Republican Jeff Flake, whose first term as senator from Arizona will end in 2018, made a surprise announcement yesterday that he was going to retire rather than seek to be reelected. In a speech delivered on the Senate floor, he criticized Donald Trump’s Republican Party as having departed from conservative principle and sober governance.
Jonathan Chait, Ed Kilgore, and Eric Levitz chat about what Flake’s retirement tells us about the Republican Party and how Democrats should think about Republican anti-Trump politicians.
What does Flake’s retirement mean for his seat?
Ed: Much more likely to stay Republican now, though Arizona could be a Democratic-trending state.
Jon: That maybe a more mainstream Republican than Kelli Ward enters the race, and thus stands a better chance.
Jon: But I think the Democrats will win it.
Eric: Yeah. As things stood, I think there was an argument that Ward was the *more* electable general election candidate. The number of voters who want their senator to publicly disparage the Republican president while doing virtually everything in his power to advance that president’s policies is rather small.
Flake poisoned his own image with the Trumpen proletariat with his book, did the same with everyone else with his support for the GOP’s health-care bill. Ward, by contrast, at least appeared capable of rallying the base.
But now, they’ll ostensibly have an alternative to “Chemtrail Kelly” who can feign respect for Trump, in a more mainstream way.
What does Flake’s retirement tell us about the Republican Party?
Ed: It’s significant that a self-consciously “movement conservative” senator from Barry Goldwater’s state lost his “movement conservative” base to Trump, whom nobody in GOP politics took very seriously two years ago. “Conservatism,” the brand nearly all Republicans want, has moved a long way very rapidly in Trump’s direction.
There are, of course, important continuities on all sorts of policies. But it’s still stunning.
Eric: Yeah. I think it’s a reflection of the fact that Jeff Flake’s brand of conservatism has very little to offer the movement’s contemporary constituents.
The party’s voters skew less affluent than they used to — a lot of suburban professionals sought refuge in blue America over the past couple decades, while less affluent white rural voters took their places.
Ed: And it’s why ostensibly similar senators like Ted Cruz can’t get close enough to Trump these days.
Eric: But also, post-2008, reverence for free-market capitalism has a much smaller constituency than it used to. What conservatism has to offer a lot of these voters is an affirmation of white identity/status, and little else. It makes sense that whoever’s doing that the loudest would gain the upper hand.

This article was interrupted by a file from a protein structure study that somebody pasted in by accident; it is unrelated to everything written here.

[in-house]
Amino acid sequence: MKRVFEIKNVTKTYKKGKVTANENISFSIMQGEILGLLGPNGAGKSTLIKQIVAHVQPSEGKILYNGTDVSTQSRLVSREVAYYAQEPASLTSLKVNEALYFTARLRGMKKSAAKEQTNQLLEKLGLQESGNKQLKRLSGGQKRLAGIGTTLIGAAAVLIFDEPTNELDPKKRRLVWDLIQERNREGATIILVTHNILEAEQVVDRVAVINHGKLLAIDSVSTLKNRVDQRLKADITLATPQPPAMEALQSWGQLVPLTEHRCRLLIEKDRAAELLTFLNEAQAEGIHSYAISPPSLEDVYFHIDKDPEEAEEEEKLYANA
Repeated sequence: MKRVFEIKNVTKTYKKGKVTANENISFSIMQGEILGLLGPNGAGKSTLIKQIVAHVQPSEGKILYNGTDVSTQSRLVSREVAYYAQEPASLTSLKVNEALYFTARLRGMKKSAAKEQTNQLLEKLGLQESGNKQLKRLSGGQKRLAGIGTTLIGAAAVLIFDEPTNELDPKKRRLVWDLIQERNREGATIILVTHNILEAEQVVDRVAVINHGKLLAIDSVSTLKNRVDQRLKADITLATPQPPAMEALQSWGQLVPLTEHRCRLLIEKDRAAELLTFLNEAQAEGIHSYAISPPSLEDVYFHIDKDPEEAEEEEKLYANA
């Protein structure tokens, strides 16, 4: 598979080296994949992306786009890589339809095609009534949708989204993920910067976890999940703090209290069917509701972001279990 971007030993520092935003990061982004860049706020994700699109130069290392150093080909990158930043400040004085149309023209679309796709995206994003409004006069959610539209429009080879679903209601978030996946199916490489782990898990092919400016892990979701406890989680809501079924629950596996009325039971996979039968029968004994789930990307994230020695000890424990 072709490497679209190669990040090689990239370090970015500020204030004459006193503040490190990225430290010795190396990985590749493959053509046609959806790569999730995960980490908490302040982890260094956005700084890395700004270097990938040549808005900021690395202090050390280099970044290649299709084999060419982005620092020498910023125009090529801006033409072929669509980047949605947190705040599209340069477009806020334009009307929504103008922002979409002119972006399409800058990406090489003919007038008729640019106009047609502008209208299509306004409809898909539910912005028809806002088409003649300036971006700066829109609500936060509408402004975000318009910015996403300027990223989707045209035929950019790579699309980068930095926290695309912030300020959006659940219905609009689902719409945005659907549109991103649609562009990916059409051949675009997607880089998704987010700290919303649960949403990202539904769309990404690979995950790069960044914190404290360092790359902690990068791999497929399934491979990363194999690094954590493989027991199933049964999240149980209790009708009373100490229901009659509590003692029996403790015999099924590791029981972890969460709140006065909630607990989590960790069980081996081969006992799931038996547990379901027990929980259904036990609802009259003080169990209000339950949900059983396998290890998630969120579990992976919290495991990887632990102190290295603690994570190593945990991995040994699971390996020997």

Jon: It’s almost as if there’s a cartel to limit the supply of populism to the base, and Trump has broken it.
Ed: Yeah, in the past Republicans have used populism carefully and strategically … you think of Poppy Bush unleashing Lee Atwater.
Eric: Yeah. And yet, we’re still talking about a marketing strategy more than a policy agenda, for the most part. The movement conservatives have by and large retained hegemony in the party over domestic policy.
Jon: That’s where the anger at McConnell comes in. They’re still delivering traditional Republican policy, and somebody has to be blamed for it, so they’re blaming McConnell.
Eric: Well, it’s a perfect storm, because McConnell is also taking heat (from the donor class) for not quite delivering those traditional policies.
Ed: That’s one way to look at it. Another is that Trump is giving traditional constituencies what they want (tax cuts and deregulation for the business elites, judges for the conservative evangelicals) to make the party his very own, and also to give him a very wide berth for whatever he’s got up his sleeve for the future.
I’m not thinking so much of heterodox policies like infrastructure investment, but maybe his trade agenda.
Eric: Jane Mayer’s recent New Yorker piece made a strong, implicit case that we’re already living under the Pence presidency. Trumpism would need a more competent leader than Trump to actually change the party’s policy orthodoxy. Right now, they’re outsourcing nearly everything to Pence and his Koch cadres.
Ed: If Trump’s at 90 percent among Republicans, who’s going to stop him from a trade or currency war with China?
Eric: I think the guardrail there is the pleasure Trump takes at seeing green arrows in a stock ticker. If we enter a little recession and someone convinces him it’s because of China, though …